You likely remember, just a few years ago, a rush to proclaim a brick-and-mortar retail apocalypse resulting from a shift to online shopping. While it might have, at first, seemed like a straightforward and satisfying answer, ultimately, it proved to be an oversimplified and far too shallow interpretation that could not be squared with facts like online shopping accounted for only 11% of retail sales, and retail salespeople remained the largest segment of the U.S. job market.
Over the course of this new year, you will likely see similarly broad declarations you should view as suspect: that millennials, regularly considered the largest driver behind renewed interest in urban living, are leaving for the suburbs as they establish families, following in the footsteps of previous generations. With the migration accelerated by the pandemic, some will proclaim that this spells the end for the urbanism “trend.” Others will suggest that suburbs will respond by transforming into, as PricewaterhouseCoopers calls it, a “surban” mix.
On the flip side, there are conversations about doubling down on the urban condition as a way for human settlement to move forward safely, resiliently and sustainably.
Like the observed shifts in retail, we have reason to be cautious about early proclamations suggesting a sea change away from an urban lifestyle.
Some stories that have already surfaced have leaned toward the hyperbolic, suggesting that people are now leaving cities “in droves.” Such statements might be more revealing of biases against big cities than helpful in describing what’s really happening. Multiple indicators suggest it is true people are leaving large city centers but, importantly, many 18-hour cities, like Indianapolis, are seeing upticks in population.
It is important to understand, too, that a desire for urban living is not simply a hipster trend or a temporary phase of youth. Cushman & Wakefield points out, “America’s cities added roughly 15 million people between 2010 and 2015; just under one-third of them (4.7 million) were millennials. Empty-nest baby boomers were the real drivers of urban growth, accounting for 10.3 million new urban residents.”
Perhaps what should give us the most pause is the lack of clarity across the board as to what constitutes urban or suburban. The images that regularly accompany the word “suburbia”—seemingly endless rooftops of essentially identical houses arranged on wide looping roads and cul-de-sacs—are more cliche than definition.
Parsing out accurate definitions has been the occupation of scholars. Even the U.S. Census, the root of most demographic study in America, does not provide a clear definition of “suburban,” making distinctions only between urban and rural.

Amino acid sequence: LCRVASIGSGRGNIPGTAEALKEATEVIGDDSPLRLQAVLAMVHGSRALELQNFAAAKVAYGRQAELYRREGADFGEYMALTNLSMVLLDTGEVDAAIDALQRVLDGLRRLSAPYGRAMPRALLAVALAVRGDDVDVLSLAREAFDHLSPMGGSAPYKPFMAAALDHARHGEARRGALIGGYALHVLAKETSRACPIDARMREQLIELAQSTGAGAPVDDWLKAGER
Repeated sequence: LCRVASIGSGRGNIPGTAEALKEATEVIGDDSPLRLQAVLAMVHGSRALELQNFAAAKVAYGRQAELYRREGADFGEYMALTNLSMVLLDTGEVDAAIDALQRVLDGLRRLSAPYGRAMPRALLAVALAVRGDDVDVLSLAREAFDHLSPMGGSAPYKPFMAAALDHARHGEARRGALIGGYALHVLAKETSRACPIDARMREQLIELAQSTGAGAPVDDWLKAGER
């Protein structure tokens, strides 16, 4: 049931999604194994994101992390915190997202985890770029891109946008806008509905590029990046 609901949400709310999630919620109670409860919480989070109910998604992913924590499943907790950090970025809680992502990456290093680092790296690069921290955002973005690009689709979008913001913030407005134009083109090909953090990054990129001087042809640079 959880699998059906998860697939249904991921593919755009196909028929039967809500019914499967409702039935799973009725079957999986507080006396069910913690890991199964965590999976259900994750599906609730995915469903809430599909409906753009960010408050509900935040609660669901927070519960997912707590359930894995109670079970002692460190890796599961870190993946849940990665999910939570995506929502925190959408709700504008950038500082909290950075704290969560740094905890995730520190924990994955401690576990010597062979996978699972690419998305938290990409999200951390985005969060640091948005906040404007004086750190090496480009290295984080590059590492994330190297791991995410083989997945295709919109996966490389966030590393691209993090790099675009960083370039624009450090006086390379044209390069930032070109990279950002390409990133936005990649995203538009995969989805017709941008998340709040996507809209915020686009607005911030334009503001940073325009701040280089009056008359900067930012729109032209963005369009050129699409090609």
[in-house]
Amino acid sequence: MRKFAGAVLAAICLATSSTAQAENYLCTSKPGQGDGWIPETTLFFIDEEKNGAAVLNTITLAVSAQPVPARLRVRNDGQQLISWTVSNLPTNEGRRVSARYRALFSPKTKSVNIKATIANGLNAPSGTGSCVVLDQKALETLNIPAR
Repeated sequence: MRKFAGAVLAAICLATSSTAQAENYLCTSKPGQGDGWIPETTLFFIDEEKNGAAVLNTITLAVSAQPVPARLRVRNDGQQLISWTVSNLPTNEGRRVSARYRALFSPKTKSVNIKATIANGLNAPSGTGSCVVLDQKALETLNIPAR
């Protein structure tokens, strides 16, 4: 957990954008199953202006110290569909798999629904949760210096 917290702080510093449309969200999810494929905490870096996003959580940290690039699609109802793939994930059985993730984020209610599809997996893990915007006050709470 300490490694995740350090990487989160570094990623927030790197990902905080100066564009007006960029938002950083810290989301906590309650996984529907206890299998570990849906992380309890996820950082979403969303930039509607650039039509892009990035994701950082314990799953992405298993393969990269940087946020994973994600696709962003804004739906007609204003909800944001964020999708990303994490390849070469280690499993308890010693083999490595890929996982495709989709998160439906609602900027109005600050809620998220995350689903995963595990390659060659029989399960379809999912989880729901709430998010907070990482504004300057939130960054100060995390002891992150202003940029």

Without a doubt, the Industrial Revolution was the period when the United States moved from agrarian settlements to primarily urban ones. In the time since, a host of cross currents has contributed to cities’ being described positively as places of wealth, culture and influence or negatively as unsafe places unworthy of investment. Suburbs became places that attempted, with varying degrees of success, to emulate the best qualities of both urban and rural.
Through my explorations, I have settled on a definition of urban that focuses not on size but on the purpose and utility of a place: a critical mass of people and resources brought together in a way that facilitates the most significant human relationships (family/friends, work and school, community, spirituality).
Critical mass implies an amount and a closeness that sparks synergy—what community, commerce and culture feed off of. It is more than just a collection of land uses—it is a connection between people. The words city, town, village or neighborhood carry with them an implied physical and symbolic center of life, each at a different scale and facilitating relationships in ascending levels of intimacy. In the end, a city or town is ultimately made up of a collection of neighborhoods.
A suburb, then, can simply be a way we have come to describe a town or village that has an accepted identity and boundary that lies outside of a larger city.
Though we have for ages considered urban and rural to be polar opposites, we will do well in the future to understand them as equally important parts of a whole. While it arguably has always been the case, it should be clear to us today that there is a symbiotic relationship between urban center and countryside. Both are at their best when they don’t seek to cancel out the other but find synchrony between them. The real opposite of “urban” is sprawl and is as detrimental to rural places as it is to urban ones.
Our focus in the years ahead should not be on subtly analyzing whether a place is urban or suburban but on mending the relationship between settlement, countryside and natural environments; ensuring that the places we make or restore are safe, resilient, sustainable and equitable; and repairing the sprawl that serves to divide us.•
Gallagher is a principal and urban designer with Ratio and a professor-in-practice of urban design at Ball State University. Send correspondence to TGallagher@ratiodesign.com.